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Opinion: Missing link in Obama's climate strategy

Mitigation is all that matters, but countries can't agree on how.

U.S. President Barack Obama speaks after attending the United Nations Climate Change Conference in Copenhagen, Dec. 18, 2009. Obama reached agreement with major developing powers on a climate deal Friday, though he said the accord was only a first step. (Larry Downing/Reuters)

ROME, Italy — As negotiations over a climate change accord moved into overtime Friday, U.S. President Barack Obama described three elements he said would be necessary in any deal to stop the warming of the world.

“Mitigation. Transparency. Financing,” Obama said in a speech Friday. “It’s a clear formula.”

Of those three, however, only one makes a difference in halting climate change. And it was on that one that negotiators were farthest from agreeing.

The bulk of the previous week had been spent skirmishing over financing. The World Bank has estimated that even if the world does band together to rein in the mercury’s climb, developing countries will still need up to $100 billion a year to adapt to the impacts of the greenhouse gases that will be released before the spigot is shut.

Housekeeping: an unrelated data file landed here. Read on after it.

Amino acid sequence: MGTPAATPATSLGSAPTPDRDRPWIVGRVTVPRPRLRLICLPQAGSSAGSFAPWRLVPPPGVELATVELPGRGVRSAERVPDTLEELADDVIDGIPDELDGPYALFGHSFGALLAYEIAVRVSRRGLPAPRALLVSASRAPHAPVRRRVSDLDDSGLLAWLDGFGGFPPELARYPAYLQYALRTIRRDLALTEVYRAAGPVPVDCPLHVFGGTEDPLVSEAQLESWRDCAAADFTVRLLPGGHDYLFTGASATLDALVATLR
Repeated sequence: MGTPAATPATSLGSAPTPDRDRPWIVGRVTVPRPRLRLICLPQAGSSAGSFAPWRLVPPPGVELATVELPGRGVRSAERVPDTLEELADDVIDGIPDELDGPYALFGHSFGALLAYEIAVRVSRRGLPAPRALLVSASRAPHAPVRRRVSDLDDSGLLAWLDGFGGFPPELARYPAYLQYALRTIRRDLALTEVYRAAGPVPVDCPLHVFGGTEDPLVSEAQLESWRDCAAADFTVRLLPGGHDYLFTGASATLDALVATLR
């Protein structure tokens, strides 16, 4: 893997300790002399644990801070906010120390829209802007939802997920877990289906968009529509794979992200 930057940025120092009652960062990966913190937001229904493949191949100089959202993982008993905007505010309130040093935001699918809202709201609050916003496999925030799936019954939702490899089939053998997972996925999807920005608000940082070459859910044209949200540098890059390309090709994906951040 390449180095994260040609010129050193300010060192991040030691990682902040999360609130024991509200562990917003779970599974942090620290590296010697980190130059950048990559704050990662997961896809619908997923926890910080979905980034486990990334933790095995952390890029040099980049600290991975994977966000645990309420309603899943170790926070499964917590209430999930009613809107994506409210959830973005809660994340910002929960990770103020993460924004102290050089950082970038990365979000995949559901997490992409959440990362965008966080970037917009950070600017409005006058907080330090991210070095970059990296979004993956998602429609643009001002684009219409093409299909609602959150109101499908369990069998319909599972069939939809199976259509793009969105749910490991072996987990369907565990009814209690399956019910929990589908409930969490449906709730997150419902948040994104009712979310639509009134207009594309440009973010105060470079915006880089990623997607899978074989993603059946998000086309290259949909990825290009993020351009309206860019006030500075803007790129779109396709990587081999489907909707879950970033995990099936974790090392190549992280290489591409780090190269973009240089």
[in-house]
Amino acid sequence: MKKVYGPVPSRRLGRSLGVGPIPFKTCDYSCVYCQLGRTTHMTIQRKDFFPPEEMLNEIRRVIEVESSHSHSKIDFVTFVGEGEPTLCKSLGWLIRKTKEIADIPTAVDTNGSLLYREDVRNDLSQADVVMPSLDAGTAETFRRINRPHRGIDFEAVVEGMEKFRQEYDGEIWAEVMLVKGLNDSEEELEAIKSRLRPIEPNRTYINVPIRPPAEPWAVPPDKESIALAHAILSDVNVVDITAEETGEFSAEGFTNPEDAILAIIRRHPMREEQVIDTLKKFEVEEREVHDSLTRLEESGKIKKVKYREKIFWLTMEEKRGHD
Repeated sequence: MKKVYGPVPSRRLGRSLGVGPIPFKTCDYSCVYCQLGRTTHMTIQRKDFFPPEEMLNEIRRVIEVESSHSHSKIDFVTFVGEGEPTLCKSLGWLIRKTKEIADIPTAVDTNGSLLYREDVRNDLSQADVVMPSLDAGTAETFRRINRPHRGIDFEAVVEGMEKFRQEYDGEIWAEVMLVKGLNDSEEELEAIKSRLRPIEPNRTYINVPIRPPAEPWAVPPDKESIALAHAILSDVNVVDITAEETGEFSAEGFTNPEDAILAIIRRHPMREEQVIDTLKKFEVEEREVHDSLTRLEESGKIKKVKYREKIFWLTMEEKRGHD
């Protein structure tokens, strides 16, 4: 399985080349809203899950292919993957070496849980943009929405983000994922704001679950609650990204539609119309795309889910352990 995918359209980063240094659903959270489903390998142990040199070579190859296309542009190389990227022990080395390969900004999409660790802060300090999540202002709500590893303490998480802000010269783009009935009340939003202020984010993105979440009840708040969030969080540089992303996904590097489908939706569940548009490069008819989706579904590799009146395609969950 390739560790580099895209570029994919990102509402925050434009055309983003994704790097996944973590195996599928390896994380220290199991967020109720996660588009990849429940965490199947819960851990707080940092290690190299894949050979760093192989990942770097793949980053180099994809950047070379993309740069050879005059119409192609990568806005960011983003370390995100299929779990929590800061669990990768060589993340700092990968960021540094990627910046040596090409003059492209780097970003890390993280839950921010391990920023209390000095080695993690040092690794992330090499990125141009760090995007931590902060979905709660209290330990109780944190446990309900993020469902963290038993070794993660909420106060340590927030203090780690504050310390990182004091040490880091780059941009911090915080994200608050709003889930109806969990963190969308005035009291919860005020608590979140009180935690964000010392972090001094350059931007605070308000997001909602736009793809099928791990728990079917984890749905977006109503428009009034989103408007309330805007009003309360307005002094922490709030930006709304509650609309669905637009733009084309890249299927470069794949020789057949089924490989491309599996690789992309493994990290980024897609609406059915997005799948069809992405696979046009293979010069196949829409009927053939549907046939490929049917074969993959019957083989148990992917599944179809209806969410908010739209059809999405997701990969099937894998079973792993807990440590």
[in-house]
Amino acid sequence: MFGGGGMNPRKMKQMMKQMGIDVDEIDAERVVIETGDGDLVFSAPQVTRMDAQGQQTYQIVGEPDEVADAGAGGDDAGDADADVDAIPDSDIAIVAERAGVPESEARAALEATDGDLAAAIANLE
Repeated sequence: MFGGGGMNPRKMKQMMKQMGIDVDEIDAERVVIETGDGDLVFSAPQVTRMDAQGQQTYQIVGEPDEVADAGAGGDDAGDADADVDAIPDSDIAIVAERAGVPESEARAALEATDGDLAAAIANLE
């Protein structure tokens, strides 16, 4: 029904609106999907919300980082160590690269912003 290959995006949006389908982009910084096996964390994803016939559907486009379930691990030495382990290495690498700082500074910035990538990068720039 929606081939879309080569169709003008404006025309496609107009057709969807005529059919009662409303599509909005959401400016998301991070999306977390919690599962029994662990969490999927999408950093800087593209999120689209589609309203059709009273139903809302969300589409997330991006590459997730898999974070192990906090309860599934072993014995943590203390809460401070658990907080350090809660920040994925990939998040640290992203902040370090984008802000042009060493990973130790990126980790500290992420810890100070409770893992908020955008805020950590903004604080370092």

With early drafts of a climate change treaty committing rich nations to just one-tenth of that, a bloc of developing countries walked out in protest. On Thursday, U.S. Secretary of State Hillary Clinton responded, offering “to work with other countries toward a goal of jointly mobilizing $100 billion a year by 2020 to address the climate change needs of developing countries.”

Clinton’s heavily hedged commitment didn’t give developing countries all they would like. The money is likely to come from private investments, rather than be funded taxpayers. And it would probably include funds spent on lowering emissions in the developing world in exchange for allowing rich countries to continue to pollute.

But the proposal has received the blessing of Ethiopian Prime Minister Meles Zenawi, who headed the African delegation during the conference’s close. “Because we have more to lose, we should compromise and be flexible,” he said.

On the issue of transparency, however, the United States has had less success. The Kyoto Protocol required emission cuts from rich countries, and allowed developing economies to continue to expand. But it has since become clear that success in the fight against global warming will require action by fast-growing countries like China, Brazil, India, South Africa and Mexico.

The United States and other rich countries have accepted that developing countries won’t be required to cut their greenhouse gas production right away. Instead, they are asking that they commit to reduce the speed of their emission growth — and that their compliance be verifiable. “I don’t know how you have an international agreement where we all are not sharing information,” Obama said in his speech. “It would be a hollow victory.”